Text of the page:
cobbling together a new Astrobox…

Goal: to have one box with one cable in (12V Battery) and one cable harness out (mount,DSLR,focuser,power). Simply to get rid of any cable tangle, thousands of power supplies. A touchscreen and a webcam for comfortable polar scope alignment without neck pain. Wireless control of the mount,dslr,focuser,guider via Indilib

Box material: thin (5mm) pressboard wood for easy editing.

The box should contain: The SyncScan motor controller, power supply for DSLR, relay to switch components on/off, RaspberryPi 2 with Touchscreen as Indiserver, a wlan usb stick, temp/humidity sensor inside the box, a cheap 7xUSB hub directly powered from 12V, a batterytester that periodically checks the voltage, a main fuse for the battery (~3A) and maybe some more for the power supply of the expensive parts (synscan,DSLR) and some switches.

Voltage converters: 3x cheap china step down converters 12V to 2x5V,7,3V. Relay will be not powered by 5V pin of the RPi2 because I observed heavy voltage drop, so it gets a dedicated buck converter.

Battery tester: I will check the lead-fleece battery voltage periodically with the RPi2. The voltage is checked with a MCP2003 AD and a voltage divider that makes the max. 13,7V below 3V that the AD can read it. If it drops below 10.7 volts the main power cable will be disconnected with the relay via a GPIO on the RPi2. I think it will not hurt the RPi2 to simply cut the power. I use a cheap 2 channel relay module from ebay that is 5V and active low. I use only one channel for now but I plan to use a EL-Foil for flat generation in future and I can use the second channel for that. I invert the active-low to active high with a BC337 transistor. After the relay cut the main power a push button needs to be closed to restart the box. Then the RPi2 boots up and immediately sets the GPIO to high and the relay closes and it will hold the main power on. Because I don’t want to increase the cable madness I decided to etch my own pcb for the batterytester.


batterytester batterytester_schema batterytester_pcb

the finished pcb:

batterytester_front batterytester_back



Uncertainties: maybe humidity issue inside the box, wood may warp, shorts, explosion, black hole..

Power assumptions:
(measured between battery / step down converter)

SynScan Controller 12V idle: 0,3A track sideral: 0,6A slew 800x: 1A max: 1A
Canon EOS 700D 7,3V idle: 0,08A take picture: 0,3A max: 0,3A
5V idle,touchscreen brightness 0:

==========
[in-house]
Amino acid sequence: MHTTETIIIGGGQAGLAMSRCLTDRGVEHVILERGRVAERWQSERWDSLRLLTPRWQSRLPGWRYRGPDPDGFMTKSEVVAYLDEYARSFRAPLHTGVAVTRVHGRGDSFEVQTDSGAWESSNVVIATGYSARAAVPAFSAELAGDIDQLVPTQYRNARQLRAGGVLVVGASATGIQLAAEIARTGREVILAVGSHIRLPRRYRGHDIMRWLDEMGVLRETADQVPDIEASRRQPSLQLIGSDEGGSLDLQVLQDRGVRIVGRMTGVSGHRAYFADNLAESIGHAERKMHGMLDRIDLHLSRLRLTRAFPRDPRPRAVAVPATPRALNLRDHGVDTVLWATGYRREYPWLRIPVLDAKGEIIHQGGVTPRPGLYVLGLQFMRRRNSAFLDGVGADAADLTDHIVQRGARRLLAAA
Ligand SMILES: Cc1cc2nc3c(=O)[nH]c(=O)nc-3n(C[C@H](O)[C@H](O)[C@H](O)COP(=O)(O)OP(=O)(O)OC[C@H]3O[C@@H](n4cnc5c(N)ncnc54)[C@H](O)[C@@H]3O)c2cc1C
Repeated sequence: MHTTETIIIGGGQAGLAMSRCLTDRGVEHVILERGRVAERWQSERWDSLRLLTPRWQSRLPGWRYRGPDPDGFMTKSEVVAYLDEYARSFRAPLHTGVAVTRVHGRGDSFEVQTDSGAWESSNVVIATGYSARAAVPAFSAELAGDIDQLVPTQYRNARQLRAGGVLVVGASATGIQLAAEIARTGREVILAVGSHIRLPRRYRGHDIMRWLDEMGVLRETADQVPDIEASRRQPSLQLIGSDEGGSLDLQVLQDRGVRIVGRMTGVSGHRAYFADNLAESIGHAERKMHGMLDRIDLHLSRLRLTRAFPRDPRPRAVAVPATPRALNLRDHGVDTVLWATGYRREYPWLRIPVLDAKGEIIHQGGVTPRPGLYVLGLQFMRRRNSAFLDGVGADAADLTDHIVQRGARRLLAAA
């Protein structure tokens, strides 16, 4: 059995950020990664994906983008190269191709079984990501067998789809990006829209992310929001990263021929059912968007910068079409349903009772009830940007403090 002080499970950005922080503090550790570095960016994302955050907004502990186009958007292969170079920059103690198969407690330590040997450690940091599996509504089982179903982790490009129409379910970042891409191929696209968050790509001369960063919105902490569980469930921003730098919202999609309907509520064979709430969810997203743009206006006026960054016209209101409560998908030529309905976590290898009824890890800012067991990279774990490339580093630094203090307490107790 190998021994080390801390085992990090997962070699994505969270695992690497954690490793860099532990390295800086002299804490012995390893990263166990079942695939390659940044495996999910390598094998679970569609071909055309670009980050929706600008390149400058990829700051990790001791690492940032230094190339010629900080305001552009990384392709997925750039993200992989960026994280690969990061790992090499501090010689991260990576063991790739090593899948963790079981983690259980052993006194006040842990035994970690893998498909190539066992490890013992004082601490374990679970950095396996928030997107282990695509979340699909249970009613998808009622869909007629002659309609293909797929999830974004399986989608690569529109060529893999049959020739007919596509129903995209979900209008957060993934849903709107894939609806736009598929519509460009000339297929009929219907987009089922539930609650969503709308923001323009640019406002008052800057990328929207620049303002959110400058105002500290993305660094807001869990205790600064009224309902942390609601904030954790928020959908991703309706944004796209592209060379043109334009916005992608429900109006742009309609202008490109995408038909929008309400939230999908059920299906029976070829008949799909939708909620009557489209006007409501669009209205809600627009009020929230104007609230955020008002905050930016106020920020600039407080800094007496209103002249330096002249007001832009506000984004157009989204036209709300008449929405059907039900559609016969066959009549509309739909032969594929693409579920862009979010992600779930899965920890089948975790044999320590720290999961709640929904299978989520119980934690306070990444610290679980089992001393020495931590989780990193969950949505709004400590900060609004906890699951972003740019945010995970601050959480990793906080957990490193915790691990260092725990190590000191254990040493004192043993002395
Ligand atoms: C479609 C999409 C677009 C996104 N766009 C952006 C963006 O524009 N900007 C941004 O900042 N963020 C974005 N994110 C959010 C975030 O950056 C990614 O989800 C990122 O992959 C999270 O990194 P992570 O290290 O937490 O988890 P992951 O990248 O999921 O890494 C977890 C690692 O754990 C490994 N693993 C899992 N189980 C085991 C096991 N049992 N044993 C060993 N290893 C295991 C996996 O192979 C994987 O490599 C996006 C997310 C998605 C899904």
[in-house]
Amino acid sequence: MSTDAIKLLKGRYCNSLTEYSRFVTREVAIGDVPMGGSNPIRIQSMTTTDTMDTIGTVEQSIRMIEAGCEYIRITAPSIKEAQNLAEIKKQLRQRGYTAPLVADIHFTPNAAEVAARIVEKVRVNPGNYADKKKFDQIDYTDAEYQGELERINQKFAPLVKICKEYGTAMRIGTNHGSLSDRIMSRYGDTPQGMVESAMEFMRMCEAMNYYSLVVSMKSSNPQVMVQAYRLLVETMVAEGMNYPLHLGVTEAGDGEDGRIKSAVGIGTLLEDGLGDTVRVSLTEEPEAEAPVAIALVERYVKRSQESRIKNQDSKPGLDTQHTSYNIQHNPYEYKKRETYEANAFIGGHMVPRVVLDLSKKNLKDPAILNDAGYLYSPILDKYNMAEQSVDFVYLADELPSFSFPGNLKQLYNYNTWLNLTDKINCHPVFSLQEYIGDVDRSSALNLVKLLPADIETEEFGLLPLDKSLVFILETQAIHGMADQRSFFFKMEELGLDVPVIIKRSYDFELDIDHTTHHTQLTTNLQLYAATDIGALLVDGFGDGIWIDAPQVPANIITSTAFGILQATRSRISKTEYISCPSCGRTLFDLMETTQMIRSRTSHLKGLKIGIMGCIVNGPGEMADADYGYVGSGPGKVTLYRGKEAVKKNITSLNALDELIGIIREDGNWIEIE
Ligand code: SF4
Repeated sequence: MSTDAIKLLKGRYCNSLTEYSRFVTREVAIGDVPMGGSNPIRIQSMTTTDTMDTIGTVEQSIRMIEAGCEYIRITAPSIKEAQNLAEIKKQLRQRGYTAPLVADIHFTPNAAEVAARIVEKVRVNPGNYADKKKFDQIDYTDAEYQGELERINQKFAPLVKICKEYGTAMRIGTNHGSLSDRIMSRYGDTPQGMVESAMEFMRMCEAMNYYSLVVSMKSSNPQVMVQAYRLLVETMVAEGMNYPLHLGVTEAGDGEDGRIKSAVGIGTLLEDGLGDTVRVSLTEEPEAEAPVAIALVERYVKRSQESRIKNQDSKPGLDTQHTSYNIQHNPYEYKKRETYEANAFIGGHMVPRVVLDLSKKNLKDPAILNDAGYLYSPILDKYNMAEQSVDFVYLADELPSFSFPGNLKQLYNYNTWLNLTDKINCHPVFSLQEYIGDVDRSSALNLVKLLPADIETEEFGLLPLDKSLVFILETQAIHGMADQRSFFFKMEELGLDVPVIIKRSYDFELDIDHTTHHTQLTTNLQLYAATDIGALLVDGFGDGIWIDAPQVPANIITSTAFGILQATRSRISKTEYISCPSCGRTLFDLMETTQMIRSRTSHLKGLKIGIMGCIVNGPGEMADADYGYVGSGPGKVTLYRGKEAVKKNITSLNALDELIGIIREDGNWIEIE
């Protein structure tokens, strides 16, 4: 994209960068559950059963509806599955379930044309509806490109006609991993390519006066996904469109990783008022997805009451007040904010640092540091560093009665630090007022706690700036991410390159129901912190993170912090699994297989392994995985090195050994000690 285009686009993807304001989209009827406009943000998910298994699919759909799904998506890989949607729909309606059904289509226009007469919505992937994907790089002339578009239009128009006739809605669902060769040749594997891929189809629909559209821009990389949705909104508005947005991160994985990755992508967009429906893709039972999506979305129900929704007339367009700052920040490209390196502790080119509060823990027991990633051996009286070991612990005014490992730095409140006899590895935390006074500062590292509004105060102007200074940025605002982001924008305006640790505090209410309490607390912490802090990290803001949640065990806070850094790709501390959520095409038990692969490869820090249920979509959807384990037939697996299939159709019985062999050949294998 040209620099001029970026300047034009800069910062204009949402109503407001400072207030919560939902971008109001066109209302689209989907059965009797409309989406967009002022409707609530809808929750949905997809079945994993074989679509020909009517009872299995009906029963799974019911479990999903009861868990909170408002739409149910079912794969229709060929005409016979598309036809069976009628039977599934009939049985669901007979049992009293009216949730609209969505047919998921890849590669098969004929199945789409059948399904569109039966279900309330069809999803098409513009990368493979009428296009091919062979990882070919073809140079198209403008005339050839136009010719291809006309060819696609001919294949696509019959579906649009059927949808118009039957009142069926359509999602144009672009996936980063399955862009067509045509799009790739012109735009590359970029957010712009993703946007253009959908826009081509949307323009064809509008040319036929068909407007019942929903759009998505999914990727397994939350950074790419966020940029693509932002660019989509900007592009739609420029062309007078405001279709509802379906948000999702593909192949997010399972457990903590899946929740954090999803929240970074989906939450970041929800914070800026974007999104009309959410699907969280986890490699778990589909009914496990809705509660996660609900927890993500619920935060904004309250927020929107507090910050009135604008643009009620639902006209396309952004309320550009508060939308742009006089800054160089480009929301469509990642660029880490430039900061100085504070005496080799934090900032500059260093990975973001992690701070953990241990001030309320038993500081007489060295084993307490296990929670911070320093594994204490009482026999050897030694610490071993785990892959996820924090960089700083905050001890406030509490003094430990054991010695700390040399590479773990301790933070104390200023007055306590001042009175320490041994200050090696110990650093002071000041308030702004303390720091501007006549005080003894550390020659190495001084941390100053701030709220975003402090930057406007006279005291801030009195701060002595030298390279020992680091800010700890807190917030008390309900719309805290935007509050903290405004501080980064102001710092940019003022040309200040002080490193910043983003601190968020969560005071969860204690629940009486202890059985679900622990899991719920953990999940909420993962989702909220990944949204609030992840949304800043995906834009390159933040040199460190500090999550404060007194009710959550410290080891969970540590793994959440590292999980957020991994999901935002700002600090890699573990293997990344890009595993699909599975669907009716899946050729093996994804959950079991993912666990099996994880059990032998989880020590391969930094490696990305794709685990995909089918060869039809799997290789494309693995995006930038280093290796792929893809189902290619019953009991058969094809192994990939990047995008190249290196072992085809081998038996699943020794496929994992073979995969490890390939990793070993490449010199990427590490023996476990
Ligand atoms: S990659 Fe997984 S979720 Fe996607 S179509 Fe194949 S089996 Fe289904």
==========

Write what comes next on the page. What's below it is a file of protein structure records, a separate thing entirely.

idle,touchscreen brightness 255: 0,43A stress cpu,
touchscreen brightness 255: 0,52A
max: 0,52A
Focuser Stepper 5V max: 0,7A
Relay 5V switched 1 channel max: 0,02A
total: 2,54A

Real power consumption:


The main fuse decision is 3A slow blow because of the inductive load from the mount steppers, relay and the focuser stepper. As I’ll add more electr. components (flatfield foil, automatic dust cover) I’ll have to increase my fuse rating.

While testing the assembly with my laboratory power supply I observed the current limiting led blinking while activating the synscan controller. That means there is a very short current spike greater that 5A. But it seems not to have any impact on the slow blow 3A main fuse.

Future battery decision: A 12V lead-fleece battery with ~20Ah. Using only 40% of its capacity should make it really long life and would give ~8Ah. It seems my box will not hit the 2A and seems to operate at an average current of ~1.6A while doing sideral track+guiding+taking images. That should give 8Ah/1.6A=5hours power for an astro session.


first assembly:

astrobox1_1 astrobox1_2

First tests:



My first box was to small. I decided to make it new with slightly increased dimensions and reposition of cable in/outputs. Additionally a 12V powered 7x USB-Hub was dissasembled and fits perfectly into the box. I connected it directly to the main power battery cable but I consider to add a fuse inbetween.

So far I am satisfied with the box, but realworld outside test is pending and will show if it will survive.

Future plans are to add another cable for a servo and power cable for a EL-foil for a diy flatfield dustcover. This would take me a lot closer to my goal: a full automated remote telescope.



M81 Bode Galaxy – n00b

Erste Gehversuche mit meiner Ausrüstung. Versuch an M81, auch Bodes Galaxie genannt. Alles unter Linux. Kstars,Theli,Gimp. Die Montierung ist nur am Polarstern eingenordet.

Die Bedingungen waren allerdings mehr als schlecht da an diesem Tag der heißeste das Jahres war und die Hitze bis spät in die Nacht waberte. Dementsprechend finde ich das Ergebnis auch etwas enttäuschend. Die Sterne sind sicherlich um das doppelte aufgeblasen. Das Bild erinnert irgendwie mehr an eine Webcam mit 640×480 als an eine DSLR mit 20 Megapixel und sieht aus als wären alle Parameter am Anschlag. Ich hoffe bei gutem Seeing und optimierter Bearbeitung mehr Detail zu erhalten.

Canon700D,Skywatcher 200/1000,TS-Flattener,SynScan,10x300s(ISO400),5xDark


Asteroid Data Hunter (under heavy development)

Using the latest developments in machine learning algorithms, we have developed an algorithm that is capable of utilizing imagery data from modern telescopes to find more asteroids than has previously ever been possible.

This new method is approximately 15% better than the current method of identifying asteroids in the main belt (Asteroids that orbit between Mars & Jupiter).

The algorithm is capable of running on a common laptop/desktop. Algorithms like these will be used on future spacecraft to identify asteroids to maximize the capability of missions in the future.

The application contains a user interface that anyone can use without too much of a learning curve for new users. It’s also easy to install and comes with a one-click installation process (no configuration necessary!). For the expert user, full documentation and source code are available for modifications and tweaking.